Untold lives blog

08 January 2014

George III and Architectural Drawing

King George III’s education included languages (English, German and Latin), sciences (physics, chemistry and astronomy), history and mathematics.  He learnt about art and architecture, and he was taught several accomplishments.  Amongst these last, he learnt to dance, to fence, to ride, music (he played the harpsichord and the flute) and to draw.  His artistic education was varied.  The artist and architect Joshua Kirby (1716-1774) was appointed as his drawing master in 1756, while George was still Prince of Wales, and taught him perspectival drawing.

In 1761, not long after George succeeded his grandfather as King of Great Britain, Kirby published The Perspective of Architecture.  The large folio volume included ‘One Hundred Copper-Plates’ with a frontispiece designed by William Hogarth, and cost three guineas ‘in sheets’ (unbound).  It was a luxurious and expensive volume, dedicated to the King.  The elaborately calligraphy of the engraved dedication leaf proclaimed that the work was ‘begun by Your Majesty’s Command, carried on under your Eye, and now Published by Your Royal Munificence’.  More than that, it also included one plate for which the original had been drawn by George himself, although Kirby did not have the presumption to say so explicitly.

Plate 66 shows a colonnaded house in Palladian style.

Colonnaded house in Palladian styleJohn Kirby, The Perspective of Architecture. London, 1761. Plate 66 (Reference: 56.i.19-20) Noc

The original drawing in pencil, pen and ink and grey wash is now in the Royal Collection, described as a ‘Perspective drawing of a classical building with pavilion wings’.  An annotation by Kirby ascribes it to his royal pupil.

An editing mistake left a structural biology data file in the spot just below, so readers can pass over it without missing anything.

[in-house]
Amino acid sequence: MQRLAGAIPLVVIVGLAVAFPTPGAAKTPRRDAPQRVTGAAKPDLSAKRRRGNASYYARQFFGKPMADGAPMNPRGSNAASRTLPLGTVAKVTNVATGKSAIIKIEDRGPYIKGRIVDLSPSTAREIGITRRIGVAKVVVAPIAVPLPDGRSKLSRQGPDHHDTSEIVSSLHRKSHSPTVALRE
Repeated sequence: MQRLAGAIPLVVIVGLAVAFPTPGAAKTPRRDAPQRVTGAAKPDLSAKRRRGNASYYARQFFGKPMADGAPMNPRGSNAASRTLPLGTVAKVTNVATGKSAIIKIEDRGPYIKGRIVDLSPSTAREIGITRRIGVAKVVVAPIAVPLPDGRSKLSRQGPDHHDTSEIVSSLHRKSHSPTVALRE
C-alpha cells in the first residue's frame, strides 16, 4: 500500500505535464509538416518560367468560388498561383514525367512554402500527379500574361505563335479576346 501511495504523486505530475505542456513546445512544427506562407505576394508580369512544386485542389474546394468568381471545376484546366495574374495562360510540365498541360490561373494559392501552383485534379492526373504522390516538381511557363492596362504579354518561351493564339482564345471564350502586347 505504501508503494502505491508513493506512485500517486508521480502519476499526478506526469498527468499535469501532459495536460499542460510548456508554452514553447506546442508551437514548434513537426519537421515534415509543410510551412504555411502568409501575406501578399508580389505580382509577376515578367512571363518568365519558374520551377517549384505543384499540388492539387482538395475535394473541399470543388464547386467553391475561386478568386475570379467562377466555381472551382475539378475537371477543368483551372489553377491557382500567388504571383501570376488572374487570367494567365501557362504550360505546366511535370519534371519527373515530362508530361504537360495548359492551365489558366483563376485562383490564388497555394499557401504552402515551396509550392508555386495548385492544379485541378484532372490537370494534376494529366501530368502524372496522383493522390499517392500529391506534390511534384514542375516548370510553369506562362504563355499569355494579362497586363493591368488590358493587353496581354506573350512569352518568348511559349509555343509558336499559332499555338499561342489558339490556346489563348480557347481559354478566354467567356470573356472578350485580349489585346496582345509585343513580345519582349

Kirby and his son William were made joint clerks of the works at  in 1761.  George III’s interest in architectural drawing, also fostered by his simultaneous study of architecture with Sir William Chambers, continued for many years.  It is evident in the King’s Library (where what must have been Kirby’s presentation copy is kept) and the King’s Topographical Collection, which contains many drawings as well as innumerable architectural prints.  Both collections provide ample testimony to the range and depth of the King’s artistic and cultural interests.

George III Tobias Smollett. Continuation of the Complete History of England. London, 1760-65. Vol. 4 (Reference: 1608/476)  Noc


Moira Goff
Curator Printed Historical Sources 1501-1800 Cc-by

Further reading:
Jeremy Black. George III: America’s last King. New Haven and London, 2006.
John Brooke, King George III.  London, 1985

Visit our exhibition Georgians Revealed


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